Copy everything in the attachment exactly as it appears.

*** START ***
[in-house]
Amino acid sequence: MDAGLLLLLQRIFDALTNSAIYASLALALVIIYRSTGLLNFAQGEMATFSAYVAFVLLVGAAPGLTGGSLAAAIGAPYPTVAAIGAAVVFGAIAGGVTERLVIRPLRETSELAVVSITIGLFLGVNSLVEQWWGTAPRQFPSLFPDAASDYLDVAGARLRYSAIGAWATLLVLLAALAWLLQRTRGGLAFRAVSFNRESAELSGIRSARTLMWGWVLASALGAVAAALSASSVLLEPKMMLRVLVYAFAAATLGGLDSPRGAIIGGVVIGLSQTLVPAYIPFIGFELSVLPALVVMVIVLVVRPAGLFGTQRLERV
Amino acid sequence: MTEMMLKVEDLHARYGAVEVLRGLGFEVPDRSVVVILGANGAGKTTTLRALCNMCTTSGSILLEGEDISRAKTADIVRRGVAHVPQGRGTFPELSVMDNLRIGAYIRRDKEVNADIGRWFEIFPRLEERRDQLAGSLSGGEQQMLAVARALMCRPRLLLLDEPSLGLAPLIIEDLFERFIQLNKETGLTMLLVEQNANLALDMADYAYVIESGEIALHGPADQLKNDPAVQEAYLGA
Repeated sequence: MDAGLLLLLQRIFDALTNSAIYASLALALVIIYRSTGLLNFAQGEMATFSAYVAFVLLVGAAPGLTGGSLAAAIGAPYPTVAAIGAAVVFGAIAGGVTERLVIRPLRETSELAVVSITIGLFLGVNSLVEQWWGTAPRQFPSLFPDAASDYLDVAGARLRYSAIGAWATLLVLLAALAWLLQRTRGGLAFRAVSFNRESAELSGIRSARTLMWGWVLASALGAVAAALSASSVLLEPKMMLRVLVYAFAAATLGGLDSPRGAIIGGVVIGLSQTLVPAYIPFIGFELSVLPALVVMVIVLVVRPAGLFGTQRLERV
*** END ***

[in-house]
Amino acid sequence: MDAGLLLLLQRIFDALTNSAIYASLALALVIIYRSTGLLNFAQGEMATFSAYVAFVLLVGAAPGLTGGSLAAAIGAPYPTVAAIGAAVVFGAIAGGVTERLVIRPLRETSELAVVSITIGLFLGVNSLVEQWWGTAPRQFPSLFPDAASDYLDVAGARLRYSAIGAWATLLVLLAALAWLLQRTRGGLAFRAVSFNRESAELSGIRSARTLMWGWVLASALGAVAAALSASSVLLEPKMMLRVLVYAFAAATLGGLDSPRGAIIGGVVIGLSQTLVPAYIPFIGFELSVLPALVVMVIVLVVRPAGLFGTQRLERV
Amino acid sequence: MTEMMLKVEDLHARYGAVEVLRGLGFEVPDRSVVVILGANGAGKTTTLRALCNMCTTSGSILLEGEDISRAKTADIVRRGVAHVPQGRGTFPELSVMDNLRIGAYIRRDKEVNADIGRWFEIFPRLEERRDQLAGSLSGGEQQMLAVARALMCRPRLLLLDEPSLGLAPLIIEDLFERFIQLNKETGLTMLLVEQNANLALDMADYAYVIESGEIALHGPADQLKNDPAVQEAYLGA
Repeated sequence: MDAGLLLLLQRIFDALTNSAIYASLALALVIIYRSTGLLNFAQGEMATFSAYVAFVLLVGAAPGLTGGSLAAAIGAPYPTVAAIGAAVVFGAIAGGVTERLVIRPLRETSELAVVSITIGLFLGVNSLVEQWWGTAPRQFPSLFPDAASDYLDVAGARLRYSAIGAWATLLVLLAALAWLLQRTRGGLAFRAVSFNRESAELSGIRSARTLMWGWVLASALGAVAAALSASSVLLEPKMMLRVLVYAFAAATLGGLDSPRGAIIGGVVIGLSQTLVPAYIPFIGFELSVLPALVVMVIVLVVRPAGLFGTQRLERV